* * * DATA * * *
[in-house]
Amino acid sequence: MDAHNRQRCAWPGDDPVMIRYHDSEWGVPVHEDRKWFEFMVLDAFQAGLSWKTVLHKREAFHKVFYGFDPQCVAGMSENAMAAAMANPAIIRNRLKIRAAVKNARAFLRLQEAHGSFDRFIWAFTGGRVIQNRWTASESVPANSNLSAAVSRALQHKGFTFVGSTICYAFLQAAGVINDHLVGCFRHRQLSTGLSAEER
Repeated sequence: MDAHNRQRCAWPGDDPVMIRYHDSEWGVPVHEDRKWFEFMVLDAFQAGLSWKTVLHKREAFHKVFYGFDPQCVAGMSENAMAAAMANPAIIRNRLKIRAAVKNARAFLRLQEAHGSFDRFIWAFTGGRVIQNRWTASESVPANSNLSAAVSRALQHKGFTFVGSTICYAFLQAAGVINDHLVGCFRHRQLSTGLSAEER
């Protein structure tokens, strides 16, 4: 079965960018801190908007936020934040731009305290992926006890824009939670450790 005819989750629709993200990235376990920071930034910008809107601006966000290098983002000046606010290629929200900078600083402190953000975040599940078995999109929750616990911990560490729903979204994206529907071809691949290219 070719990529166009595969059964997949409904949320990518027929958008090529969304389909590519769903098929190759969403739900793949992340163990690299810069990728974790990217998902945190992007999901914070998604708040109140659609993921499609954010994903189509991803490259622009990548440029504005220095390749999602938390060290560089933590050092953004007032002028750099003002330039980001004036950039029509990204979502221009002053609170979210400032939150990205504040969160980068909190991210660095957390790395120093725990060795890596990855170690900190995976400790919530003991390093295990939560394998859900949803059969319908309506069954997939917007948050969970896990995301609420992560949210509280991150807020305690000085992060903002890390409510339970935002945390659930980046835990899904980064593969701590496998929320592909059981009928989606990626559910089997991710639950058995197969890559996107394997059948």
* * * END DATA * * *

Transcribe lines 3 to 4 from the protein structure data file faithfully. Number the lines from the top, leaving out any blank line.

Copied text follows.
Repeated sequence: MDAHNRQRCAWPGDDPVMIRYHDSEWGVPVHEDRKWFEFMVLDAFQAGLSWKTVLHKREAFHKVFYGFDPQCVAGMSENAMAAAMANPAIIRNRLKIRAAVKNARAFLRLQEAHGSFDRFIWAFTGGRVIQNRWTASESVPANSNLSAAVSRALQHKGFTFVGSTICYAFLQAAGVINDHLVGCFRHRQLSTGLSAEER
């Protein structure tokens, strides 16, 4: 079965960018801190908007936020934040731009305290992926006890824009939670450790 005819989750629709993200990235376990920071930034910008809107601006966000290098983002000046606010290629929200900078600083402190953000975040599940078995999109929750616990911990560490729903979204994206529907071809691949290219 070719990529166009595969059964997949409904949320990518027929958008090529969304389909590519769903098929190759969403739900793949992340163990690299810069990728974790990217998902945190992007999901914070998604708040109140659609993921499609954010994903189509991803490259622009990548440029504005220095390749999602938390060290560089933590050092953004007032002028750099003002330039980001004036950039029509990204979502221009002053609170979210400032939150990205504040969160980068909190991210660095957390790395120093725990060795890596990855170690900190995976400790919530003991390093295990939560394998859900949803059969319908309506069954997939917007948050969970896990995301609420992560949210509280991150807020305690000085992060903002890390409510339970935002945390659930980046835990899904980064593969701590496998929320592909059981009928989606990626559910089997991710639950058995197969890559996107394997059948």